There were cuckoos in the Ossian woods, but it was otherwise very calm and quiet apart from the occasional trickle of a stream under the soft blanket of cloud that cloaked the moor.

Further on, the extensive ruins of what must once have been a magnificent sight, and a hive of activity - Corrour Old Lodge. I enjoyed a second breakfast there and, on the advice of my vetter, explored the ruins. The Lodge possibly entered into disuse before the age of photography, but if there are photos, or even paintings, these would be very interesting and would certainly not feature the Blackwater Reservoir in the background.

Over the past few days I've walked on paths shredded by the recent passage of trial bikes. This fine old path, or 'mule track', as it would be known in the Alps, is a prime example. It was not, and is not, built for trial bikes. I know that it's all above board - part of an annual event based in Fort William - and that the bikers are enthusiasts, passionate about their sport, and their routes can be as challenging as many a TGOC route, so I'm reluctant to make an issue of it. It's an observation, then; the paths have been 'shredded'.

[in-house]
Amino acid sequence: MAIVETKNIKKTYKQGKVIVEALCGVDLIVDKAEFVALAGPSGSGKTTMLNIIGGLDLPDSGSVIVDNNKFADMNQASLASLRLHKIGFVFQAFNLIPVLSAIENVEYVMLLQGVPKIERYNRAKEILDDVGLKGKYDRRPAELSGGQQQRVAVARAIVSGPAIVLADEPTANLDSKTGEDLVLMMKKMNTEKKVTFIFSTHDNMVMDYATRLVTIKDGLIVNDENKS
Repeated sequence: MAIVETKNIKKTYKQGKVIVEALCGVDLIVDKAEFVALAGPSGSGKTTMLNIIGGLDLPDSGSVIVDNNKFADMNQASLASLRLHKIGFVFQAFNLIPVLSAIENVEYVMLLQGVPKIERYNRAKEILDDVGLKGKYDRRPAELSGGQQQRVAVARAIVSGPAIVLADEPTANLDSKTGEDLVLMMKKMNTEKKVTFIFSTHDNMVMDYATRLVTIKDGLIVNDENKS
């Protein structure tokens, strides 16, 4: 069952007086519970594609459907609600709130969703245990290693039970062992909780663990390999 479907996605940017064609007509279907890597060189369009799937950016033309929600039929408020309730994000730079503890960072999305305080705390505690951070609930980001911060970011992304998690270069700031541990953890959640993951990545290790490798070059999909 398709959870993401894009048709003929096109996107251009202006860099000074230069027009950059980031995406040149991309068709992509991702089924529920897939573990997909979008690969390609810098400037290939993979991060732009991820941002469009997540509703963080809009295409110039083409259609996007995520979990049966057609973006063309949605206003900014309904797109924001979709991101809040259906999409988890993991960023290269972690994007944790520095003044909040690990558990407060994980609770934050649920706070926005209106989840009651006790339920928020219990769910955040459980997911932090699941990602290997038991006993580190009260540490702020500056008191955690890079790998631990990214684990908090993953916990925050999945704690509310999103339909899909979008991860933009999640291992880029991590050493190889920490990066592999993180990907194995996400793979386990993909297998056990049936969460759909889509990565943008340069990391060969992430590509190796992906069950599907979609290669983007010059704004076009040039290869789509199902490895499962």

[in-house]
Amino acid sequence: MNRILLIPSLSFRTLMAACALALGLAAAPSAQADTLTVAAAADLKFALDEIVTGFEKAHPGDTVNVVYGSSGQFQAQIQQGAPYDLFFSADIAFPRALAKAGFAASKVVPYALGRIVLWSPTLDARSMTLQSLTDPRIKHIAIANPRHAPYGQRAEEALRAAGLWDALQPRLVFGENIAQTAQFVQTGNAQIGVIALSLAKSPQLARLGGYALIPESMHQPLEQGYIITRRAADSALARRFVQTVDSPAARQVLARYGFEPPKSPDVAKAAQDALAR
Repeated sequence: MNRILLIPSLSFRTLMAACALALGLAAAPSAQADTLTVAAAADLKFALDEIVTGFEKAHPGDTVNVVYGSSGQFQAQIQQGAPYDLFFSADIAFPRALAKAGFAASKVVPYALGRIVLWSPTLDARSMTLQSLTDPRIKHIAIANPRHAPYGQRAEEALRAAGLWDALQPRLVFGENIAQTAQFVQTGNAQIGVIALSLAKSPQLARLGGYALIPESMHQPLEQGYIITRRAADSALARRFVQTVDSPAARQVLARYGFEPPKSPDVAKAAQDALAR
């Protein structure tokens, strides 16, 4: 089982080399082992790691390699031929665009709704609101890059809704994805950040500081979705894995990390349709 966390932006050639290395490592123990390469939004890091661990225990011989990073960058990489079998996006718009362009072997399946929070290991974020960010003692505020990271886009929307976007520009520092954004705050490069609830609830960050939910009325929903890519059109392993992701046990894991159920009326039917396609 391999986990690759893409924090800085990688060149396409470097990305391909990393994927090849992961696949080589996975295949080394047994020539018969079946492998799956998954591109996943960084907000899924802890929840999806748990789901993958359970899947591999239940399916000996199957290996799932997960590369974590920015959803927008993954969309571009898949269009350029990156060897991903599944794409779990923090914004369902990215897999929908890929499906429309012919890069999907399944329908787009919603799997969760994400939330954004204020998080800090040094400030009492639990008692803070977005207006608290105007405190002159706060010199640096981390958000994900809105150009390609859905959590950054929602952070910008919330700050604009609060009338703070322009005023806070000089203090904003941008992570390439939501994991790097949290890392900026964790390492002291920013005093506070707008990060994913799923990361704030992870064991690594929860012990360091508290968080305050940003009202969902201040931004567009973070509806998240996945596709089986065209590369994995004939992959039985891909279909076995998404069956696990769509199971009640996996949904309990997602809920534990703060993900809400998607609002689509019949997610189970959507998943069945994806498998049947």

In contrast, the walk up Sron Smeur was pathless and pleasantly easy.

"You can't walk past Sron Smeur" opined my esteemed vetter.

Correct. It's a fine little hill with tremendous views to all points of the compass, with lochs and reservoirs radiating as if this were the centre of the world. Not surprising then that a phone signal miraculously appeared as I approached the summit - giving me all the more reason to linger at this special place. It was the highlight of the day.

However, I missed a trick. By blinkeredly following my planned route, and forgetting how dry it is, I missed the opportunity to take a short cut over some no doubt boggy terrain. It would have saved a lot of road walking.

Anyway, after confirming that my planned camping spot would have been fine, with the 'camping spot beside track' waymark ok in an emergency, I had lunch in the sun (not that enjoyable due to a nose bleed) then headed off down the road to Bridge of Gaur.

"Mr Ellis, I presume" - I was greeted warmly by the Challenge Friendly proprietor of the Bridge of Gaur Guesthouse, whose Linolights most definitely work. He was looking out for Les Ellis and assumed I was his man. We chatted, as a result of which my trial bike comment appears above - I wasn't going to say anything, by way of a quid pro quo for the privilege of being allowed to wild camp. But wild camping doesn't shred paths.

Then after a pre-planned call to 'Uncle Roger' at TGOC Control to confirm I was alive and well, I set off up this rather ordinary glen along a metaled estate road, to camp in another excellent spot - at 400 metres - across the river from the ruin of a two roomed house.

A heron is fishing nearby as the sky reddens. Is this a 'volcanic ash sunset'?

Martin R - thanks!